If you're drawing a blank on a Mother's Day gift this year, why not give mom the planets? Jupiter and the moon will offer what promises to be a stunning dawn cosmic line-up on Sunday.
You don't even have to drag mom outside to see the astronomical show. A glance out any east-facing window with an unobstructed view of the sky should do, NASA said. This handy sky map shows where to look Sunday morning to see Jupiter and the moon.
Early-bird stargazers who do go outside with telescopes in tow should be able to see even more details of the moon's craters and Jupiter. With a small telescope, observers can discern the planet's four big moons – Io, Europa, Ganymede and Callisto – which are also known as the "Galilean satellites" since they were discovered by Galileo Galilee (using his own simple telescope) 400 years ago.
Jupiter and the moon will appear in what astronomers call a conjunction, when two or more objects appear near each other and have the same celestial longitude (on star maps) in the sky.
The two objects will be separated by about 5 degrees of arc in the sky. For comparison, a clenched fist held up at arm's length would cover about 10 degrees of arc in the sky.
Of course, some mothers may want to sleep in on the day dedicated to them. But that doesn't mean they completely miss out. Another planet and star will put in a follow-up performance at sunset, offering another attractive target, weather permitting.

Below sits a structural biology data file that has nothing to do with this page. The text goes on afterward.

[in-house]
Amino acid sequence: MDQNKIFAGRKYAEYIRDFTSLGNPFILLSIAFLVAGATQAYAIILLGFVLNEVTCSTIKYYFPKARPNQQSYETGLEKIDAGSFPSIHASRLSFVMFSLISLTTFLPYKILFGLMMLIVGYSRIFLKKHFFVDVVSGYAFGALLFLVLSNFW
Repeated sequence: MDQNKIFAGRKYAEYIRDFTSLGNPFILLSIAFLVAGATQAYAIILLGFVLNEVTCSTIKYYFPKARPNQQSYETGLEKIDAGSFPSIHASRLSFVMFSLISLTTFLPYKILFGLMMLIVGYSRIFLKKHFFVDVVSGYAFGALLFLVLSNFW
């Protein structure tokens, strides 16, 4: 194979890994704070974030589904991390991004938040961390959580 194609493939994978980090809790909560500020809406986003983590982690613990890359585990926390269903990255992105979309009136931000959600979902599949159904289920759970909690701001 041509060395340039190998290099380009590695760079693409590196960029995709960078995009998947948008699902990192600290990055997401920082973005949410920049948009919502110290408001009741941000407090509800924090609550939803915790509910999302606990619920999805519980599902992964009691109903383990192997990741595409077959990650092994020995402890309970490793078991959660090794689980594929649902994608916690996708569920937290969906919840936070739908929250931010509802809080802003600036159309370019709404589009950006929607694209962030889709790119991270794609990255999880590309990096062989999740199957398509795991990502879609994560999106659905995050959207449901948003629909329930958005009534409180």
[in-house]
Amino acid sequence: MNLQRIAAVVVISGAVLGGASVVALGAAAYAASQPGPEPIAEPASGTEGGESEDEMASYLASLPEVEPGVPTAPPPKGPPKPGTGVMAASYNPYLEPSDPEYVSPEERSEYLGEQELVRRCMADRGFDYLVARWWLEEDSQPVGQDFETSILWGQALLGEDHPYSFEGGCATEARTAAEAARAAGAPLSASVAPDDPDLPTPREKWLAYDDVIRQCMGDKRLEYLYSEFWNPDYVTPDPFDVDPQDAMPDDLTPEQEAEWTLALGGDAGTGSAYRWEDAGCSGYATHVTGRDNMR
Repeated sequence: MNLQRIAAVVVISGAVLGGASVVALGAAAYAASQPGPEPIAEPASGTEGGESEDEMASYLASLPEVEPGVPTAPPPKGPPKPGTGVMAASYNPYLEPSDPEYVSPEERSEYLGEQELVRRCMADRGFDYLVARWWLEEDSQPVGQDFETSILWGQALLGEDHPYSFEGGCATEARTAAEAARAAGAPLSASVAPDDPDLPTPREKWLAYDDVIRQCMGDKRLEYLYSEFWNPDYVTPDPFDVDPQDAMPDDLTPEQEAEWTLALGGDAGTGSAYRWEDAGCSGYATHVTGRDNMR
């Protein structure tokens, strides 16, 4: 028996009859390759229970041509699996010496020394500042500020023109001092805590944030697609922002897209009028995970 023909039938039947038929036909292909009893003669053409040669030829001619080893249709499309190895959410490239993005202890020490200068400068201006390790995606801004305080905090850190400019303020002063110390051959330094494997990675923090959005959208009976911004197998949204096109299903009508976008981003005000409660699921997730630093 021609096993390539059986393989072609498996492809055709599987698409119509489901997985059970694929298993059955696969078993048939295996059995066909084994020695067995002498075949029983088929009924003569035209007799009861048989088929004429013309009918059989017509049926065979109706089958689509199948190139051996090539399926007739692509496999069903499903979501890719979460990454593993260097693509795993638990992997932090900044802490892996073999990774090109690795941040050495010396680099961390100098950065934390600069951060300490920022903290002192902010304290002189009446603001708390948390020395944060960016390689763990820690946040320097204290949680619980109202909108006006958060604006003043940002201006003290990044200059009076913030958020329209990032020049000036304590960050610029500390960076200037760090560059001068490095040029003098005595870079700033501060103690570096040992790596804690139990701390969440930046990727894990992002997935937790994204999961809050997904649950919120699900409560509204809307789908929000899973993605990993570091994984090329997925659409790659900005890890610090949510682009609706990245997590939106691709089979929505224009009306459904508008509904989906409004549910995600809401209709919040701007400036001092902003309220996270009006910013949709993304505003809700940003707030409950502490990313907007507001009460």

Venus, the second planet from the sun, and the bright star Sirius will appear together about halfway up in the western sky. They won't appear as close together as Jupiter and the moon, but she will shine much brighter. [More Venus photos.]
Venus is the brightest planet in the night sky, while Sirius – also known as the "Dog Star" – is the brightest star, according to NASA's alert. Observers with a small telescope can reveal Sirius sparkling like a diamond with occasional rainbow-colored glints. Venus should appear as a pearly object in the sky.
If your mom gets confused over which bright object is Venus, just point to the steady, shining light. Stars twinkle in the sky (due to atmospheric interference) but brighter, closer planets offer a steady light.
For observers living in high latitudes on Earth, there may be yet another astronomical treat on Saturday offering a prelude to this year's Mother's Day sky sightings.
There is a 20 percent chance that a geomagnetic storm, created by solar wind particles hitting the Earth's magnetic field, may create stunning aurora displays, also known as the Northern Lights, according to the National Oceanic and Atmospheric Administration.